Health data show declines in area

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WALLA WALLA — Area residents are living longer, but are fatter and have higher blood pressure — all while some report being more physically active, according to an updated statistical map that dishes out health information on every county in the United States.

Findings from the Seattle-based Institute for Health Metrics and Evaluation show Americans overall are living longer, but compared to people in less prosperous nations, we are dying sooner and living with more illness. And the U.S. is getting a poor return on money it spends on care, according to self-reported data gathered from 1989 to 2011 measuring obesity, physical activity, high blood pressure and life expectancy.

In 2010, people in the U.S. could expect to live 78.2 years, up from 75.2 years in 1990, but that was 27th among the 34 nations considered its economic peers. The U.S. also ranked 27th in high body mass index, an indicator of obesity, and 29th on blood sugar.

Even with extended lifespans, health in America has not kept pace with advances in other wealthy countries, said authors of the first comprehensive analysis of disease in the nation of county-level health trends in more than 15 years, the organization said on its website.

The institute was created at the University of Washington in 2007 to provide an unbiased, evidence-based picture of global health trends to assist the work of organizations, policy makers, researchers and funders.

Its latest report was used for the “The State of U.S. Health, 1990-2010,” published by the Journal of the American Medical Association on Wednesday.

The study’s authors found chronic disabilities in 2010 accounted for nearly half of all life-shortening health issues. Mental and behavioral disorders alone made up 27 percent of what researchers call “years lived with disability,” meaning the time spent in less-than-optimal health. The biggest contributors are depression, anxiety, drug use and alcoholism. Data included estimates for nearly 300 diseases, conditions, and injuries as well as dozens of risk factors.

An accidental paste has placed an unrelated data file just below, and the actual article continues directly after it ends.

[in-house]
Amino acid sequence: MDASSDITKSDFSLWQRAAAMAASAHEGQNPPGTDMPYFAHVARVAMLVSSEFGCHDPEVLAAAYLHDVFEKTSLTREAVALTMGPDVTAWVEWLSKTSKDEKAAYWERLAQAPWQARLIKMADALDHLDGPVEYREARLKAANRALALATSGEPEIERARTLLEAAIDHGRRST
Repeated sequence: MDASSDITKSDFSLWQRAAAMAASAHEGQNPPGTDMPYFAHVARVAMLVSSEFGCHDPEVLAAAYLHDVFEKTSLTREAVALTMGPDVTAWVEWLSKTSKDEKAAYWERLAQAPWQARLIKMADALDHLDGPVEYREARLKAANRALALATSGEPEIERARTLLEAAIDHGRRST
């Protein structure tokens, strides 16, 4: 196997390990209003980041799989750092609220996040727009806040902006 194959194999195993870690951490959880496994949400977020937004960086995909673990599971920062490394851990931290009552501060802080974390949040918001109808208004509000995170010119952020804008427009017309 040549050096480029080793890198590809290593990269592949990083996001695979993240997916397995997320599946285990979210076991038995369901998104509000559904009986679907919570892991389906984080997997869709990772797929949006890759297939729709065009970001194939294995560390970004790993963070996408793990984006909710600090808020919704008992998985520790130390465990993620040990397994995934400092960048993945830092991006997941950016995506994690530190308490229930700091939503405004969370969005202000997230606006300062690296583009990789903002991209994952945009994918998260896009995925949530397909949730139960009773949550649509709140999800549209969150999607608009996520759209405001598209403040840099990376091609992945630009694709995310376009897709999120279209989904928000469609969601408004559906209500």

The institute’s study revealed thousands of lives could be saved by implementing policies that improve Americans’ diets and levels of physical activity and reduce smoking, high body mass index and blood pressure, its authors noted.

At local levels, the report reveals the massive and growing disparities in life expectancy across U.S. counties, its authors say. Females in almost half of the counties made no significant progress in improving life expectancy between 1985 and 2010, for example. Researchers pointed out that although more Americans are getting recommended levels of exercise than in the past, that’s done little to mitigate rising obesity rates around the country.

“The United States spends more than the rest of the world on health care and leads the world in the quality and quantity of its health research, but that doesn’t add up to better health outcomes,” said Christopher Murray, director of the Institute for Health Metrics and Evaluation, and one of the study’s lead authors.

For more information about the study’s findings, go online to bit.ly/12Z1jRY.